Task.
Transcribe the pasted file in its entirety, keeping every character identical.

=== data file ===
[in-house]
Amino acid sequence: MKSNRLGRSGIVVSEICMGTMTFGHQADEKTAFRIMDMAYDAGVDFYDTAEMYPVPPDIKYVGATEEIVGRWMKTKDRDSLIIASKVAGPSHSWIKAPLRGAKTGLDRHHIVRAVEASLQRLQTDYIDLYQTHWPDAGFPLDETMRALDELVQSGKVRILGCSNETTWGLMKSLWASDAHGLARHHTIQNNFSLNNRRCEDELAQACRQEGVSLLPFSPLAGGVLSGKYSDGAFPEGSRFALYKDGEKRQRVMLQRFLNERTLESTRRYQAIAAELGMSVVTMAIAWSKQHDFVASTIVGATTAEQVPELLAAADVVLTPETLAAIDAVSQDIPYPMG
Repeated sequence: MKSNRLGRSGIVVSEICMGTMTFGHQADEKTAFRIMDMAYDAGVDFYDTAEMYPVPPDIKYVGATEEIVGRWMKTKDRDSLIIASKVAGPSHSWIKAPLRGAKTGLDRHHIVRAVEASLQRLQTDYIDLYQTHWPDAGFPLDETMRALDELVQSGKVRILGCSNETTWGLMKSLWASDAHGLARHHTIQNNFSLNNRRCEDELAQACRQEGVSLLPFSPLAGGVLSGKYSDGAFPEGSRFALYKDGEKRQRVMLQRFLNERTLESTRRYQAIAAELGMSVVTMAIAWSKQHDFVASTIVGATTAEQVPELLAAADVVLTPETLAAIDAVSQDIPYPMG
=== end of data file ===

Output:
[in-house]
Amino acid sequence: MKSNRLGRSGIVVSEICMGTMTFGHQADEKTAFRIMDMAYDAGVDFYDTAEMYPVPPDIKYVGATEEIVGRWMKTKDRDSLIIASKVAGPSHSWIKAPLRGAKTGLDRHHIVRAVEASLQRLQTDYIDLYQTHWPDAGFPLDETMRALDELVQSGKVRILGCSNETTWGLMKSLWASDAHGLARHHTIQNNFSLNNRRCEDELAQACRQEGVSLLPFSPLAGGVLSGKYSDGAFPEGSRFALYKDGEKRQRVMLQRFLNERTLESTRRYQAIAAELGMSVVTMAIAWSKQHDFVASTIVGATTAEQVPELLAAADVVLTPETLAAIDAVSQDIPYPMG
Repeated sequence: MKSNRLGRSGIVVSEICMGTMTFGHQADEKTAFRIMDMAYDAGVDFYDTAEMYPVPPDIKYVGATEEIVGRWMKTKDRDSLIIASKVAGPSHSWIKAPLRGAKTGLDRHHIVRAVEASLQRLQTDYIDLYQTHWPDAGFPLDETMRALDELVQSGKVRILGCSNETTWGLMKSLWASDAHGLARHHTIQNNFSLNNRRCEDELAQACRQEGVSLLPFSPLAGGVLSGKYSDGAFPEGSRFALYKDGEKRQRVMLQRFLNERTLESTRRYQAIAAELGMSVVTMAIAWSKQHDFVASTIVGATTAEQVPELLAAADVVLTPETLAAIDAVSQDIPYPMG